In the central nervous system, acetylcholine serves as an important transmitter at nerve-to-nerve synapses in the brain.
Chemistry and overall process
Acetylcholine (ACh) was first identified in 1914, by Henry Hallett Dale for its actions on heart tissue. It was confirmed as a neurotransmitter by Otto Loewi, who initially gave it the name vagusstoff because it was released from the vagus nerve. Both received the 1936 Nobel Prize in Physiology or Medicine for their work.
Acetylcholine is manufactured in a neuron and transported to the axon terminal, where it is packaged in hundreds of thousands of small, membrane-bound bags called vesicles. When an action potential travels to the synapse, the rapid depolarization causes calcium ion channels to open. Calcium, normally low inside the cell, now enters the nerve ending. Calcium then stimulates the transport of hundreds of vesicles to the synaptic membrane; the vesicles and cell membrane fuse, leading to the release of the packaged neurotransmitters, a mechanism called exocytosis.
The neurotransmitter then diffuses across the synaptic cleft to bind to receptors on adjacent cells.
Later work showed that when acetylcholine binds to acetylcholine receptors on skeletal muscle fibers, it opens ligand gated sodium channels in the membrane. Sodium ions then enter the muscle cell, stimulating muscle contraction. Acetylcholine, while inducing contraction of skeletal muscles, instead induces decreased contraction in cardiac muscle fibers. This distinction is attributed to differences in receptor structure between skeletal and cardiac fibers. Acetylcholine is also used in the brain, where it tends to cause excitatory actions. The glands that receive impulses from the parasympathetic part of the autonomic nervous system are also stimulated in the same way.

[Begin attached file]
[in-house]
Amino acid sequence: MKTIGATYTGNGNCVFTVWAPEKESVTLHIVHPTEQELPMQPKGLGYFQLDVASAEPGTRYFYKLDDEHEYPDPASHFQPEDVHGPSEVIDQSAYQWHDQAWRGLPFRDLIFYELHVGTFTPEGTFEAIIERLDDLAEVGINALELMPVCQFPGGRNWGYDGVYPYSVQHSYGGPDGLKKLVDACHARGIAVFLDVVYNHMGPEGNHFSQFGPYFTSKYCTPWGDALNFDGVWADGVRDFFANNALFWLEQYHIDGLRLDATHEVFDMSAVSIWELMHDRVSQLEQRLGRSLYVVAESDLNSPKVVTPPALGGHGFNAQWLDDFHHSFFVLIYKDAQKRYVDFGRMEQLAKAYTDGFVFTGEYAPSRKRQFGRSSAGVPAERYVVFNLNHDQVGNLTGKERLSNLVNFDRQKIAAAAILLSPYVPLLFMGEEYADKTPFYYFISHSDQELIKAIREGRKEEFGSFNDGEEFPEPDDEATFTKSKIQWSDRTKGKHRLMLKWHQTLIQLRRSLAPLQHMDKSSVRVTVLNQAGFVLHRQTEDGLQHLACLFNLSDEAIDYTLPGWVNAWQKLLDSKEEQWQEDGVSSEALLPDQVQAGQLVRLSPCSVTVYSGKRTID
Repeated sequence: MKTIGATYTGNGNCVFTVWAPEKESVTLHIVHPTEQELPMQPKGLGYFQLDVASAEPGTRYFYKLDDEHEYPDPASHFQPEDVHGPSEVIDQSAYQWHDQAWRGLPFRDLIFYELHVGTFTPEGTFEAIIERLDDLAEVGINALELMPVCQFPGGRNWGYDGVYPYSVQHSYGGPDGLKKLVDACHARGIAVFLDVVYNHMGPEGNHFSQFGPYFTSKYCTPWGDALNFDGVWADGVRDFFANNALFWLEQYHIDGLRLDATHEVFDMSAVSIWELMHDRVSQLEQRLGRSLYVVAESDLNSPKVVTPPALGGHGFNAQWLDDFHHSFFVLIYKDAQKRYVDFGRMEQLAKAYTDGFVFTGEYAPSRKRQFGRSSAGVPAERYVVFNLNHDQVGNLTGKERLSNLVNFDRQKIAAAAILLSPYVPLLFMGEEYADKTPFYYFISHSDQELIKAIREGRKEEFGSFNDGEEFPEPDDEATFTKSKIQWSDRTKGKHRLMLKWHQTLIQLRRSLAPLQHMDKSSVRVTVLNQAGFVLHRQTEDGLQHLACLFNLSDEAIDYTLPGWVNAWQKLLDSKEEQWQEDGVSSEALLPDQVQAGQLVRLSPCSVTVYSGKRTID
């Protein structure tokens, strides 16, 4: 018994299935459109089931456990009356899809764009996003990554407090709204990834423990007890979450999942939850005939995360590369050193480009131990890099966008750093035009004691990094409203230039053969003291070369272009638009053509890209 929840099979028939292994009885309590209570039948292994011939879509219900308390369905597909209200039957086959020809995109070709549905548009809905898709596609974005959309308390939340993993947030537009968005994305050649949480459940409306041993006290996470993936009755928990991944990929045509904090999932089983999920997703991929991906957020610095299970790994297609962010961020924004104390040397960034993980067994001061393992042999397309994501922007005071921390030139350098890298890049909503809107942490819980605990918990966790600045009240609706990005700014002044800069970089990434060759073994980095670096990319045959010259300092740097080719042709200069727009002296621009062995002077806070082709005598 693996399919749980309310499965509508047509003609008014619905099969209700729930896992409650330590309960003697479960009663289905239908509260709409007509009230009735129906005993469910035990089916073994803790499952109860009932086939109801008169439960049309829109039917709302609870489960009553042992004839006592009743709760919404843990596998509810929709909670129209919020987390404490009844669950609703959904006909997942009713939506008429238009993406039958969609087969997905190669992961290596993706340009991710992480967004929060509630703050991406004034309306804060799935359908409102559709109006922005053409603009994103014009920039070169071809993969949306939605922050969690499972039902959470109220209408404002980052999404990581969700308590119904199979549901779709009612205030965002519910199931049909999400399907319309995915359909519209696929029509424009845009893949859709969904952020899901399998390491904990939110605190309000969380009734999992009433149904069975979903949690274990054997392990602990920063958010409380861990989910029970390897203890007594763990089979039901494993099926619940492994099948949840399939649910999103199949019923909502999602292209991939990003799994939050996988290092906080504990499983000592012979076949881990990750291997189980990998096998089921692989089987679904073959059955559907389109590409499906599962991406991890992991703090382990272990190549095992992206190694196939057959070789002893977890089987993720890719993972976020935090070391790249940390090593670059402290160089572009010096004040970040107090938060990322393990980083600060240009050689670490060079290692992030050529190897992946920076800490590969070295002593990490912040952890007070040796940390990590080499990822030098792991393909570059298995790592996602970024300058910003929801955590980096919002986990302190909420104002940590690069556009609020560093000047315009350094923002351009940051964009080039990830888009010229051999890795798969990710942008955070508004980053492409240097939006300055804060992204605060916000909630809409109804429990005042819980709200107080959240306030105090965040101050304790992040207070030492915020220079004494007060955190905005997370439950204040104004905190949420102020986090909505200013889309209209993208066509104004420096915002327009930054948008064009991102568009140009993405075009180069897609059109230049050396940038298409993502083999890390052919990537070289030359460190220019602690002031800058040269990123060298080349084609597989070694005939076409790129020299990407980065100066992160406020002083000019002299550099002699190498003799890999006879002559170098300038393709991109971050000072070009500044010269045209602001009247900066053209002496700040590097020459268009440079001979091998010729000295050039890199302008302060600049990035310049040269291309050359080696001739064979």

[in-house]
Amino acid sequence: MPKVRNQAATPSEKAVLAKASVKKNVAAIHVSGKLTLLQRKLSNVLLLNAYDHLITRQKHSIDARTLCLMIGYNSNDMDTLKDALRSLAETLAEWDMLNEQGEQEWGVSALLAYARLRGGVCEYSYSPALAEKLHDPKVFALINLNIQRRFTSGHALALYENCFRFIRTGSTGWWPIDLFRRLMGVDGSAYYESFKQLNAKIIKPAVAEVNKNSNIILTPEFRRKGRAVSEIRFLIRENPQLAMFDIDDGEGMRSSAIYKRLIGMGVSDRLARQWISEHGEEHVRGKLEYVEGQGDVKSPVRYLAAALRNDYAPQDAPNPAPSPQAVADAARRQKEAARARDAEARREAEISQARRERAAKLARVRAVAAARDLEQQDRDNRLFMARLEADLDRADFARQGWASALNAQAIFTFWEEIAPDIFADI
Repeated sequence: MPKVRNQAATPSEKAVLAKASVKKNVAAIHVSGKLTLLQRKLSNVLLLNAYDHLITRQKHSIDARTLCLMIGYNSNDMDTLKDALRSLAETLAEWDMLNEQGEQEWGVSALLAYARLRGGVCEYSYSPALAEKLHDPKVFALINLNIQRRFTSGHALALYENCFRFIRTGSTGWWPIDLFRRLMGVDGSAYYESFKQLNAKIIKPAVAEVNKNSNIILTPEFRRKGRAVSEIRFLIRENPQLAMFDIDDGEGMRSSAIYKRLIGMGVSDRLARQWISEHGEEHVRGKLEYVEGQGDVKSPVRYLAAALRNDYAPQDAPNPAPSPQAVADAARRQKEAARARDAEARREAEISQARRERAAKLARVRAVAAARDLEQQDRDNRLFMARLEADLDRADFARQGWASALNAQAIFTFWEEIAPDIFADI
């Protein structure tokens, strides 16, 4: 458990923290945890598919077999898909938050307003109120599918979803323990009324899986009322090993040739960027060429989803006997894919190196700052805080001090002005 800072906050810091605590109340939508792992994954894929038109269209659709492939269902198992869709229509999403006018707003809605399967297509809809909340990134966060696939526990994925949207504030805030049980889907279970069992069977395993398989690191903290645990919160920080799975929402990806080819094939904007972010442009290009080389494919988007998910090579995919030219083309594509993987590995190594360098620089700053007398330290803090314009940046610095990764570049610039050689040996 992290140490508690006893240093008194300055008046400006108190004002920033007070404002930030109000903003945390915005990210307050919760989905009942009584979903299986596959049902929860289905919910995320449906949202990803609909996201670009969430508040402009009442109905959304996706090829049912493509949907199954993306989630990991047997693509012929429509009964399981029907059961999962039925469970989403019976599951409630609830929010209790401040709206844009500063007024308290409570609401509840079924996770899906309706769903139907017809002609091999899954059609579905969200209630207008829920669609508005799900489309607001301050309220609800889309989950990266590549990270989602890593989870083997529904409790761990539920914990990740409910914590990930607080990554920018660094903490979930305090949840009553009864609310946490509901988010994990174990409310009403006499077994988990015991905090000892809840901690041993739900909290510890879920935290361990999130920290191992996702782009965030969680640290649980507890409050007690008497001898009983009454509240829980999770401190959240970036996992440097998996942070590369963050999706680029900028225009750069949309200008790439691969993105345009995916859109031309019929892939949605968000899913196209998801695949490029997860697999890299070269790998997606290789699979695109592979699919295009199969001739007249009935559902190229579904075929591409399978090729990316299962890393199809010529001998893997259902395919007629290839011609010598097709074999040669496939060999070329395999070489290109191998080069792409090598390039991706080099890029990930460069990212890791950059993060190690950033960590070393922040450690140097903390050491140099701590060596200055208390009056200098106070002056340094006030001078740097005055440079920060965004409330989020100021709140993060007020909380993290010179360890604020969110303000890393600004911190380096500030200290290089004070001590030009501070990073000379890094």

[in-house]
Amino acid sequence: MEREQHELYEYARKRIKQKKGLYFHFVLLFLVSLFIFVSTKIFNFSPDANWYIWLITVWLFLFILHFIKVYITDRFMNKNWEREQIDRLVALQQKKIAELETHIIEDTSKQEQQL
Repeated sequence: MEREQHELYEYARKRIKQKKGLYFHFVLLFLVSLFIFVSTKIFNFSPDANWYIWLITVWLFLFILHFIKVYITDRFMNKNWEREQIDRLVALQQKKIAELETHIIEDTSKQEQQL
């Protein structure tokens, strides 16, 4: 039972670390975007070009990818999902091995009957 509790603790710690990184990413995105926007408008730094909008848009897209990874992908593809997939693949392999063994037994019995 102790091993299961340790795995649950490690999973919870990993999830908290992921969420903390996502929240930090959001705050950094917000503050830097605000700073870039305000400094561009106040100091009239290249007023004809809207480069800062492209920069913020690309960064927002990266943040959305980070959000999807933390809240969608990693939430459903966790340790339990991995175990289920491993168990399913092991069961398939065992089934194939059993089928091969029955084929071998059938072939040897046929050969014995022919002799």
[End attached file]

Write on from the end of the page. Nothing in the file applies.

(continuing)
Synthesis and degradation
Acetylcholine is synthesized in certain neurons by the enzyme choline acetyltransferase from the compounds choline and acetyl-CoA. Organic mercurial compounds have a high affinity for sulfhydryl groups, which causes dysfunction of the enzyme choline acetyl transferase. This inhibition may lead to acetylcholine deficiency, and can have consequences on motor function.
Normally, the enzyme acetylcholinesterase converts acetylcholine into the inactive metabolites choline and acetate. This enzyme is abundant in the synaptic cleft, and its role in rapidly clearing free acetylcholine from the synapse is essential for proper muscle function. It is a fast enzyme that can rapidly hydrolyze acetylcholine—10,000 molecules of acetylcholine can be hydrolyzed in one second by one molecule of this enzyme.
The devastating effects of organophosphate-containing nerve agents (for example, Sarin gas) are due to their irreversible inactivation of this enzyme. The active components combine with a residue (constituent) of the amino acid serine in the active site of acetylcholinesterase and inhibit the enzyme. The resulting accumulation of acetylcholine causes continuous stimulation of the muscles, glands, and the central nervous system; victims commonly die of suffocation as they cannot contract their diaphragm. Other organophosphates and some carbamates are effective insecticides because they inhibit acetylcholinasterase in insects. On the other hand, since a shortage of acetylcholine in the brain has been associated with Alzheimer's disease, some drugs that inhibit acetylcholinesterase are used in the treatment of that disease.
- Acetylcholine is released in the autonomic nervous system:
- pre- and post-ganglionic parasympathetic neurons
- preganglionic sympathetic neurons (and also postganglionic sudomotor neurons, i.e., the ones that control sweating)
Botulin acts by suppressing the release of acetylcholine. The venom from a black widow spider has the reverse effect.
- All preganglionic autonomic fibers including:
- All postganglionic parasympathetic fibers
- Some postganglionic sympathetic fibers
- Secretory fibers to sweat glands
- Vasodilator fibers to blood vessels of skeletal muscles
Acetylcholine receptors and pharmacology
There are two main classes of acetylcholine receptors (AChR) in the membranes of cells: Nicotinic acetylcholine receptors (nAChR) and muscarinic acetylcholine receptors (mAChR). They are named for the ligands used to discover the receptors. Nicotine mimics the action of acetylcholine at nicotinic receptors and muscarine (an alkaloid from the mushroom Amanita muscaria) mimics acetylcholine at the muscarinic receptors (Blakemore and Jennett 2001). Skeletal muscle has nicotinic receptors, while muscarinic recpetors are found in smooth muscle, glands, and the heart.